But the main worry or concern he has about social media, from what I gathered, was the tone of discourse, and in particular the issue of anonymity. “Andrew, what do you think?” the PM asked me, referring to whether I felt anonymity should be allowed. I replied that it is hard to monitor if anyone was a real person, or to verify their identity even if they provided their names and email addresses. “These too can be faked,” I said. The PM didn’t take that as an answer and probed, “But do you think it is desirable to not have anonymity?” (I can’t recall the exact words he used but it was along this line.) “I am not sure, to be honest,” I said. I had in mind instances where I had been approached by well meaning people who have genuine views, intelligent views, to share but who would not want to be identified. There have also been cases where information given to me would not see the light of day if the person who gave it to me were required to be identified. Anonymity is not all a bad thing, although I also understand that some have used this for more sinister ends.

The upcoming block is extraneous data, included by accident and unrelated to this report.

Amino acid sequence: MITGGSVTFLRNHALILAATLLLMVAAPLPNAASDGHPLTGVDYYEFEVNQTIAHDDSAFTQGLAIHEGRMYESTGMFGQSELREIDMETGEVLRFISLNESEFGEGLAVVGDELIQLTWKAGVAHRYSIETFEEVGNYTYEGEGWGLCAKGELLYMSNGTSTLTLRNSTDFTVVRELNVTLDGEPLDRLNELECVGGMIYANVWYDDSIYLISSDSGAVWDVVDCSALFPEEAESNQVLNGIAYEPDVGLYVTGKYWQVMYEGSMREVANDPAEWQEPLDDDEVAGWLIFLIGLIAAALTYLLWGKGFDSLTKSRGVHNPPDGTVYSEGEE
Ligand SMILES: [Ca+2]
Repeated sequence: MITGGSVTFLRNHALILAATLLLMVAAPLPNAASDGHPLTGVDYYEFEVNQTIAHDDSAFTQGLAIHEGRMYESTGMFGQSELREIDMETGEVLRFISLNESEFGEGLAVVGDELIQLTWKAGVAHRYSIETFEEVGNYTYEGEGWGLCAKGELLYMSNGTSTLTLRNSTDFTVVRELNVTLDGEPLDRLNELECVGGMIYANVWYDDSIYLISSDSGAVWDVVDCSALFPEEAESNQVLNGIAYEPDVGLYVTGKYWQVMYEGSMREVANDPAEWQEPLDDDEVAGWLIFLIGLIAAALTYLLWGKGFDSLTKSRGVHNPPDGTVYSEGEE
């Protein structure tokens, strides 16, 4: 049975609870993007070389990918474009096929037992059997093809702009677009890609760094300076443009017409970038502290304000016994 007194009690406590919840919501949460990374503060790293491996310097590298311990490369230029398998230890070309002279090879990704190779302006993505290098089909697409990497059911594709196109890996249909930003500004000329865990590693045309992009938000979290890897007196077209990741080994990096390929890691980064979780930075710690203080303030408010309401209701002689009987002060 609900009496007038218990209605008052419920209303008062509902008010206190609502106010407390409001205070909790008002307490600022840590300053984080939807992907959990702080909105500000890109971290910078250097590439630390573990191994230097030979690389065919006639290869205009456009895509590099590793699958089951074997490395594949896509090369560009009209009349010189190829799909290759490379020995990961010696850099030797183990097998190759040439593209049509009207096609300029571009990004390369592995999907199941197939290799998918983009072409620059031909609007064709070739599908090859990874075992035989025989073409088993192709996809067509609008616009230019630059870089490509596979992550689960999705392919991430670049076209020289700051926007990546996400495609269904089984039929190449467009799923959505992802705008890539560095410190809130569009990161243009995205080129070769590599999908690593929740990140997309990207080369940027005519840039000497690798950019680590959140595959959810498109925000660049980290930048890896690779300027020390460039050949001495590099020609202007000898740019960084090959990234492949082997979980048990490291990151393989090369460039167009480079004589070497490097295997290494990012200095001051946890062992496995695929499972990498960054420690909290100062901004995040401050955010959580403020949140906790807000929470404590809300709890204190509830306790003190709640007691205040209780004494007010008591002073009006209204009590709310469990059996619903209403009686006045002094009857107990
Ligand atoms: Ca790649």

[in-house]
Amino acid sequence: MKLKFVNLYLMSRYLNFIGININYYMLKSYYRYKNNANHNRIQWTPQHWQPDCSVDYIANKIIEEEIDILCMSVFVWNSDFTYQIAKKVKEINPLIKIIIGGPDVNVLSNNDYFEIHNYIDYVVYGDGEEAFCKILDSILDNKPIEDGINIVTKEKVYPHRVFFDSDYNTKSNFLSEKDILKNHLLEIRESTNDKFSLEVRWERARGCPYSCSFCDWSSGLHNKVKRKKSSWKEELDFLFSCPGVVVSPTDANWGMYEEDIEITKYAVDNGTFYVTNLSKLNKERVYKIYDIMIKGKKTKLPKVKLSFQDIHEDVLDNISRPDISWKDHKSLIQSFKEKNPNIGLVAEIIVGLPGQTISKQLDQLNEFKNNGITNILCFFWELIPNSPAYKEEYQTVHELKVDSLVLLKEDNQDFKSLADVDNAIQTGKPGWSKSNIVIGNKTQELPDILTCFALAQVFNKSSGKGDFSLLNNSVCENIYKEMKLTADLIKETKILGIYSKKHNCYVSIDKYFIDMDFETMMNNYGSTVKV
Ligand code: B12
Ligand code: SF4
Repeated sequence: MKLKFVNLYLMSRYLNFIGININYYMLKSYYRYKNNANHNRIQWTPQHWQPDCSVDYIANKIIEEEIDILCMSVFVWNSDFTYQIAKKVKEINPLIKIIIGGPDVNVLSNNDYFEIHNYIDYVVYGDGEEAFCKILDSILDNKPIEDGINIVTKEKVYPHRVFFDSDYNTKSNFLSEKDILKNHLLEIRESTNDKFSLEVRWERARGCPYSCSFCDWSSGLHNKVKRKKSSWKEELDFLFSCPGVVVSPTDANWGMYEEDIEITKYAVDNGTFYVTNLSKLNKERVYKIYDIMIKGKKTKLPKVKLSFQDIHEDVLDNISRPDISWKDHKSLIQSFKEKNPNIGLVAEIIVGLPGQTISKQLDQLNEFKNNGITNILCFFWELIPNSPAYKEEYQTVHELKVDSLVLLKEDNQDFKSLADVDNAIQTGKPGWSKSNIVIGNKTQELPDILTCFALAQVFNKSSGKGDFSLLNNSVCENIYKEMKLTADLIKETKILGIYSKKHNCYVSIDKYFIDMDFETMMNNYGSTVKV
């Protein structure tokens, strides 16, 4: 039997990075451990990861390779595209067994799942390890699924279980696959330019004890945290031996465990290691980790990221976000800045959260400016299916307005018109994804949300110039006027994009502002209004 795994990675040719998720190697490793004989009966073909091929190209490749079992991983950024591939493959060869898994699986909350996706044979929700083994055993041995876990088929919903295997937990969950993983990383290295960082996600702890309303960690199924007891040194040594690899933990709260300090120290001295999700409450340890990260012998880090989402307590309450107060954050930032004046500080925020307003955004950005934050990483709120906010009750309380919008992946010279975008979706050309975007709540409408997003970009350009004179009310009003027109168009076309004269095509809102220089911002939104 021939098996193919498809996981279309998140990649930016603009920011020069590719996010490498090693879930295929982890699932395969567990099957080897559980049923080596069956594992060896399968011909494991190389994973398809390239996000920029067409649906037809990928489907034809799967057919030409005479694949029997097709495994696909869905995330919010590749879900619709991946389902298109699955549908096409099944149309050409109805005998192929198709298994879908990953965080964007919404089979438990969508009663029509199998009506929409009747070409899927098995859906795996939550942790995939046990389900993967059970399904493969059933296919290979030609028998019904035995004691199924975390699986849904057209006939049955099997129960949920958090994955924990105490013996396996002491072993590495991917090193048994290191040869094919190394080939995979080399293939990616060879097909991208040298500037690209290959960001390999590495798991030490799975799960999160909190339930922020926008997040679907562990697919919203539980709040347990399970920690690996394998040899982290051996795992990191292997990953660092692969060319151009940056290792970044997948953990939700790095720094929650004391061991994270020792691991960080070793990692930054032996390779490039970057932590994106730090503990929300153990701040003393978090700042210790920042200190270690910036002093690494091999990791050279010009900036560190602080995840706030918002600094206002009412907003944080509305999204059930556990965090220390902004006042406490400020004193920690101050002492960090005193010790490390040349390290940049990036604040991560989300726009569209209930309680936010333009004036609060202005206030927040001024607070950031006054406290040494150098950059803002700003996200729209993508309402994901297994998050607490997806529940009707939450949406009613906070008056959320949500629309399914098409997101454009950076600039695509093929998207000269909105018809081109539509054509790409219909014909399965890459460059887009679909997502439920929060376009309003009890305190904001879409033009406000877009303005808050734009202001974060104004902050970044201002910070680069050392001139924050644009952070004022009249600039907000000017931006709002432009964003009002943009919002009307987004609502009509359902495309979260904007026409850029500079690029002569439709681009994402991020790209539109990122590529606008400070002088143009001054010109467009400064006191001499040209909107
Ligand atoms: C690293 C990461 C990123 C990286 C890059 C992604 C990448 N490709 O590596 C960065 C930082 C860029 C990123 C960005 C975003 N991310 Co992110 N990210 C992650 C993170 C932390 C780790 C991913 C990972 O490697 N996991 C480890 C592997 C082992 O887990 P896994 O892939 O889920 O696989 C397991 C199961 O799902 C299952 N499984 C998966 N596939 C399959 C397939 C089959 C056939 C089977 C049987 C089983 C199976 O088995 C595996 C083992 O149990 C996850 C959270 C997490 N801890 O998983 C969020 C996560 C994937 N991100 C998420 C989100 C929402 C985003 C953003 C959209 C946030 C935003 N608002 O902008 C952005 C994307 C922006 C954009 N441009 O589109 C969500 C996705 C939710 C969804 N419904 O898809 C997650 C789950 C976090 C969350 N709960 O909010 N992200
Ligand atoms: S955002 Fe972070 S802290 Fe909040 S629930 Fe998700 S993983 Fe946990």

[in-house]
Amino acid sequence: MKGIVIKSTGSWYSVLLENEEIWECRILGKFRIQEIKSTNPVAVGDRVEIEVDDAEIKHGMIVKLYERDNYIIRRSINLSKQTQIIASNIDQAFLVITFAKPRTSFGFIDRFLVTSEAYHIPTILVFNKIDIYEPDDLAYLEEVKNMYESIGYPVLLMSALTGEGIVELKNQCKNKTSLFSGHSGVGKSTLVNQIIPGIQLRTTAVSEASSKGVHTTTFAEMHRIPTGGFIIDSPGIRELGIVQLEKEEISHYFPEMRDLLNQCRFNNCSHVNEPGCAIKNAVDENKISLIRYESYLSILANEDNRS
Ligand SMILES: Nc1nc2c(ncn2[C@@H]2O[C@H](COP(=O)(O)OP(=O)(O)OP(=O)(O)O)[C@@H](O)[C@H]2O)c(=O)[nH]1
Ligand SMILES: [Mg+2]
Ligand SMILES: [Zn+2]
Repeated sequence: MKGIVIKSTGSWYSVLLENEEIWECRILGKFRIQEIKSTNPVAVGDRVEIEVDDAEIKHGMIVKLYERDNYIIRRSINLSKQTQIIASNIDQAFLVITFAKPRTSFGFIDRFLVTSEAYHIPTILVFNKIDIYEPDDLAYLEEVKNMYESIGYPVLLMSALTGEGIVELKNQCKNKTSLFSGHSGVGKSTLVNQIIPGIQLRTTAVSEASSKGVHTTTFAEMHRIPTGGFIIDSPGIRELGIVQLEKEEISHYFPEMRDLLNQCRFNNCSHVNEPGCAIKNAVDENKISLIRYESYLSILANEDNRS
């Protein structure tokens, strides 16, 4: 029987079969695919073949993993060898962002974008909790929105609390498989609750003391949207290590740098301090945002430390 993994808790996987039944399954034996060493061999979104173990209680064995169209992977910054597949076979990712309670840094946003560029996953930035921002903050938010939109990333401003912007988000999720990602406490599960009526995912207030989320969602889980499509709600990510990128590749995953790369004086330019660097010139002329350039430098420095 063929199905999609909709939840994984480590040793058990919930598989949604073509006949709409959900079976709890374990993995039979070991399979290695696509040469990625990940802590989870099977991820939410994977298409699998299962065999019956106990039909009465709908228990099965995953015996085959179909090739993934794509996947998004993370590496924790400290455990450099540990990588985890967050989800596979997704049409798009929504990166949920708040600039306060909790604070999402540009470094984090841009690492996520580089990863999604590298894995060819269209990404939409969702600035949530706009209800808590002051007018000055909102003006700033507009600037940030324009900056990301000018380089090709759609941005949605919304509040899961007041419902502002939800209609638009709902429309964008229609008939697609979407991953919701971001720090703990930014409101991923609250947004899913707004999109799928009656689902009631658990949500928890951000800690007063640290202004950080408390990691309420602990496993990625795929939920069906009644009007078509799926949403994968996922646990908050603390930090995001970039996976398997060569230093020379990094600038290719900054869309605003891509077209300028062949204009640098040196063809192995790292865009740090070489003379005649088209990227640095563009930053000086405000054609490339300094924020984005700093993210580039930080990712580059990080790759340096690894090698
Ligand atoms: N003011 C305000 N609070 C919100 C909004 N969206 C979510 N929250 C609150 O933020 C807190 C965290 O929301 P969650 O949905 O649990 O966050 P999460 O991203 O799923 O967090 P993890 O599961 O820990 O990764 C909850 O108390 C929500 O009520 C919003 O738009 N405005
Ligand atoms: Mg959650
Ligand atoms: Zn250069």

“Even if you have a law which requires everyone to put down their real names and email addresses, you will still have those who would act in unbecoming ways,” I said to PM Lee. “Yes, you will still have those,” he agreed. So, I do not think it is a simple matter of requiring people to adopt real identities when posting online.

“You run publichouse (PH),” PM Lee asked me again. “Do you do it full time?” The question caught me by some surprise. Not because he asked me if I ran PH full-time but that he knew publichouse and that I was with the website! In my head, I went, “Oh dear.” I answered that I don’t do it full time now as I have other projects as well.